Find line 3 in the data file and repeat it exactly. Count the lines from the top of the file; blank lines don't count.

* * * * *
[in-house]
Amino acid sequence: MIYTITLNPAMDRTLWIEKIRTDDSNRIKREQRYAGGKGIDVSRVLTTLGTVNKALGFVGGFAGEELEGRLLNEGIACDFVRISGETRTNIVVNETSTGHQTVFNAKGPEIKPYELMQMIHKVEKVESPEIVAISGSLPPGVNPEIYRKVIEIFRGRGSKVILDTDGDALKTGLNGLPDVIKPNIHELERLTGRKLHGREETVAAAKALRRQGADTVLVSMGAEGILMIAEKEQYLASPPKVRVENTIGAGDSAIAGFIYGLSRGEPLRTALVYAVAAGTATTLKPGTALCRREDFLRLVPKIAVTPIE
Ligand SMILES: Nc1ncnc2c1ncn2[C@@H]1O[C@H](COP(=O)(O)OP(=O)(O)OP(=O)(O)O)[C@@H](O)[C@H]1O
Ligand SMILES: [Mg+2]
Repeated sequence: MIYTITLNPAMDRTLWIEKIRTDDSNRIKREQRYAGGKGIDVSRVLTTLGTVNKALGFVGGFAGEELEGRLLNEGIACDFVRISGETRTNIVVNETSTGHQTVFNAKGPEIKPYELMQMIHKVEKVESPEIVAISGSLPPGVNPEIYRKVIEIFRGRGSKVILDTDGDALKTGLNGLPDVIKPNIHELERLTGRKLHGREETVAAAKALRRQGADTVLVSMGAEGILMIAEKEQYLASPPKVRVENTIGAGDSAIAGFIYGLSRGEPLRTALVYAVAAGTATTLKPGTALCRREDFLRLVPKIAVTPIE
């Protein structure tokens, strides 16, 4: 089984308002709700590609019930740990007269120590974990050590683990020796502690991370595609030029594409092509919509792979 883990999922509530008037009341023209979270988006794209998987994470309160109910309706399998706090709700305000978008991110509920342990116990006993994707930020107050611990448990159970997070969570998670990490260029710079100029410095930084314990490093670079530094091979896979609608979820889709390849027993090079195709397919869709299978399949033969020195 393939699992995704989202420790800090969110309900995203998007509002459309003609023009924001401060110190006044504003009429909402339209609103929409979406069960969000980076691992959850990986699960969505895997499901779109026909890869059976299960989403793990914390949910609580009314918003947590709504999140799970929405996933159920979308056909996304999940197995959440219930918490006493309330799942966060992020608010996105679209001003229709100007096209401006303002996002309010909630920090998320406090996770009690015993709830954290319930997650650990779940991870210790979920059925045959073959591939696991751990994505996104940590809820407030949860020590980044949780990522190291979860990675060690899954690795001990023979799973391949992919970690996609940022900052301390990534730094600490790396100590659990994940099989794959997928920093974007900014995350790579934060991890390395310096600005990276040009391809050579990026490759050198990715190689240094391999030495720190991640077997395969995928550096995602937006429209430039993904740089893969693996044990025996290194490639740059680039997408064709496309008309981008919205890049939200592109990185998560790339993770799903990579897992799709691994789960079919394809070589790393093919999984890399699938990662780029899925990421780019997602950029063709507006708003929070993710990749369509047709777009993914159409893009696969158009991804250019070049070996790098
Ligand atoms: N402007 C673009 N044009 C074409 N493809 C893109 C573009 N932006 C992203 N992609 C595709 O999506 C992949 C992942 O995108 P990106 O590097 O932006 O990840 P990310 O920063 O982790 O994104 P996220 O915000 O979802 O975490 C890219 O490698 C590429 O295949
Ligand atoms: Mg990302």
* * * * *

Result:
Ligand SMILES: Nc1ncnc2c1ncn2[C@@H]1O[C@H](COP(=O)(O)OP(=O)(O)OP(=O)(O)O)[C@@H](O)[C@H]1O